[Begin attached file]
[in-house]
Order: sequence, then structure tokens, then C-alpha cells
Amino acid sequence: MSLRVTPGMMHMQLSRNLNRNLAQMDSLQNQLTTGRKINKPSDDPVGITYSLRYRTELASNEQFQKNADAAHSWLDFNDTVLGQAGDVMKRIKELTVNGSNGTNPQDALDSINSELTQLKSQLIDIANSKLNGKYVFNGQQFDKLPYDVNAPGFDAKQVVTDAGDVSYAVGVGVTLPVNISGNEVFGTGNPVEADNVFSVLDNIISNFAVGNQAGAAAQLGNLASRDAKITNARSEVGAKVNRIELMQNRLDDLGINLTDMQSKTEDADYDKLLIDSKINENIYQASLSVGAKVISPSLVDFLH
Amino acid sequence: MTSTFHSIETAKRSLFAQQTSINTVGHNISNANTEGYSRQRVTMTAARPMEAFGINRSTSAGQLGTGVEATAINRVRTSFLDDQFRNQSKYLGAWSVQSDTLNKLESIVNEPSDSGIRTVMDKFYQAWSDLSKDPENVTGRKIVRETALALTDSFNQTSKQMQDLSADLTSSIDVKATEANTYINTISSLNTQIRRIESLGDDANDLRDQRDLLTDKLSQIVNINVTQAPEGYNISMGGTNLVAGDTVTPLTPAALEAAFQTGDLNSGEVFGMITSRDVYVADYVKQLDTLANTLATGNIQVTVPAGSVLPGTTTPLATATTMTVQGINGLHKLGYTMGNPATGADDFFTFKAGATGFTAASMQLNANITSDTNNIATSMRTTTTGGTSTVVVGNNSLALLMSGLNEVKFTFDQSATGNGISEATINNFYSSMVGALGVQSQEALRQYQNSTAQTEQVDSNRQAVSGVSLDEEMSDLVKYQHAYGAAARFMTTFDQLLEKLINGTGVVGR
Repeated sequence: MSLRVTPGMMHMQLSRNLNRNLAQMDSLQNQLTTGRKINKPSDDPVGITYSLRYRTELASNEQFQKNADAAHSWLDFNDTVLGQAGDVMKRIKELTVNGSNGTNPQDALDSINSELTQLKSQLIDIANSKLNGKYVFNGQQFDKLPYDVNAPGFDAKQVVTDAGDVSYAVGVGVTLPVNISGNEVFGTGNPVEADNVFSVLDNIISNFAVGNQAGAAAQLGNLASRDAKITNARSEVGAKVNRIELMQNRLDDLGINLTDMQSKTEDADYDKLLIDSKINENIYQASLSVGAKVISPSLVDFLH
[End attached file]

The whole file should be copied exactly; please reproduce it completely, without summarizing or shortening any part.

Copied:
[in-house]
Order: sequence, then structure tokens, then C-alpha cells
Amino acid sequence: MSLRVTPGMMHMQLSRNLNRNLAQMDSLQNQLTTGRKINKPSDDPVGITYSLRYRTELASNEQFQKNADAAHSWLDFNDTVLGQAGDVMKRIKELTVNGSNGTNPQDALDSINSELTQLKSQLIDIANSKLNGKYVFNGQQFDKLPYDVNAPGFDAKQVVTDAGDVSYAVGVGVTLPVNISGNEVFGTGNPVEADNVFSVLDNIISNFAVGNQAGAAAQLGNLASRDAKITNARSEVGAKVNRIELMQNRLDDLGINLTDMQSKTEDADYDKLLIDSKINENIYQASLSVGAKVISPSLVDFLH
Amino acid sequence: MTSTFHSIETAKRSLFAQQTSINTVGHNISNANTEGYSRQRVTMTAARPMEAFGINRSTSAGQLGTGVEATAINRVRTSFLDDQFRNQSKYLGAWSVQSDTLNKLESIVNEPSDSGIRTVMDKFYQAWSDLSKDPENVTGRKIVRETALALTDSFNQTSKQMQDLSADLTSSIDVKATEANTYINTISSLNTQIRRIESLGDDANDLRDQRDLLTDKLSQIVNINVTQAPEGYNISMGGTNLVAGDTVTPLTPAALEAAFQTGDLNSGEVFGMITSRDVYVADYVKQLDTLANTLATGNIQVTVPAGSVLPGTTTPLATATTMTVQGINGLHKLGYTMGNPATGADDFFTFKAGATGFTAASMQLNANITSDTNNIATSMRTTTTGGTSTVVVGNNSLALLMSGLNEVKFTFDQSATGNGISEATINNFYSSMVGALGVQSQEALRQYQNSTAQTEQVDSNRQAVSGVSLDEEMSDLVKYQHAYGAAARFMTTFDQLLEKLINGTGVVGR
Repeated sequence: MSLRVTPGMMHMQLSRNLNRNLAQMDSLQNQLTTGRKINKPSDDPVGITYSLRYRTELASNEQFQKNADAAHSWLDFNDTVLGQAGDVMKRIKELTVNGSNGTNPQDALDSINSELTQLKSQLIDIANSKLNGKYVFNGQQFDKLPYDVNAPGFDAKQVVTDAGDVSYAVGVGVTLPVNISGNEVFGTGNPVEADNVFSVLDNIISNFAVGNQAGAAAQLGNLASRDAKITNARSEVGAKVNRIELMQNRLDDLGINLTDMQSKTEDADYDKLLIDSKINENIYQASLSVGAKVISPSLVDFLH